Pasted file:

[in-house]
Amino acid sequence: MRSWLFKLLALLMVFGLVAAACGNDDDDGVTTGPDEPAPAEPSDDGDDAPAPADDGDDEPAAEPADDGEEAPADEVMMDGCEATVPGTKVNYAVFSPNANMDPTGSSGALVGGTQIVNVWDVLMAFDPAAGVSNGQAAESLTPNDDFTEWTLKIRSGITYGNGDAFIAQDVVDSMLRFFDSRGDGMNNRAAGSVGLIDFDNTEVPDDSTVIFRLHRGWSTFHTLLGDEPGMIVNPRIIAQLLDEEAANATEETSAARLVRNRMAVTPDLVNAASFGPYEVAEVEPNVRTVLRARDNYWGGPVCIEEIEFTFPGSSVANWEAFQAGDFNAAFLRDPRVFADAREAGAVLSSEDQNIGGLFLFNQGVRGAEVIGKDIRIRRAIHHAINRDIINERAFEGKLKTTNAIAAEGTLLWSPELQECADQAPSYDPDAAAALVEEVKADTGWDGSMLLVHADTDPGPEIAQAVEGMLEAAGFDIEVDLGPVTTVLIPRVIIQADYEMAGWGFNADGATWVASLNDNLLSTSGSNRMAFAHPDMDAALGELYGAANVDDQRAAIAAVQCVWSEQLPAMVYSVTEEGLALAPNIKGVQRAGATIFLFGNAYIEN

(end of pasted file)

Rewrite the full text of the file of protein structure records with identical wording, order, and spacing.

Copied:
[in-house]
Amino acid sequence: MRSWLFKLLALLMVFGLVAAACGNDDDDGVTTGPDEPAPAEPSDDGDDAPAPADDGDDEPAAEPADDGEEAPADEVMMDGCEATVPGTKVNYAVFSPNANMDPTGSSGALVGGTQIVNVWDVLMAFDPAAGVSNGQAAESLTPNDDFTEWTLKIRSGITYGNGDAFIAQDVVDSMLRFFDSRGDGMNNRAAGSVGLIDFDNTEVPDDSTVIFRLHRGWSTFHTLLGDEPGMIVNPRIIAQLLDEEAANATEETSAARLVRNRMAVTPDLVNAASFGPYEVAEVEPNVRTVLRARDNYWGGPVCIEEIEFTFPGSSVANWEAFQAGDFNAAFLRDPRVFADAREAGAVLSSEDQNIGGLFLFNQGVRGAEVIGKDIRIRRAIHHAINRDIINERAFEGKLKTTNAIAAEGTLLWSPELQECADQAPSYDPDAAAALVEEVKADTGWDGSMLLVHADTDPGPEIAQAVEGMLEAAGFDIEVDLGPVTTVLIPRVIIQADYEMAGWGFNADGATWVASLNDNLLSTSGSNRMAFAHPDMDAALGELYGAANVDDQRAAIAAVQCVWSEQLPAMVYSVTEEGLALAPNIKGVQRAGATIFLFGNAYIEN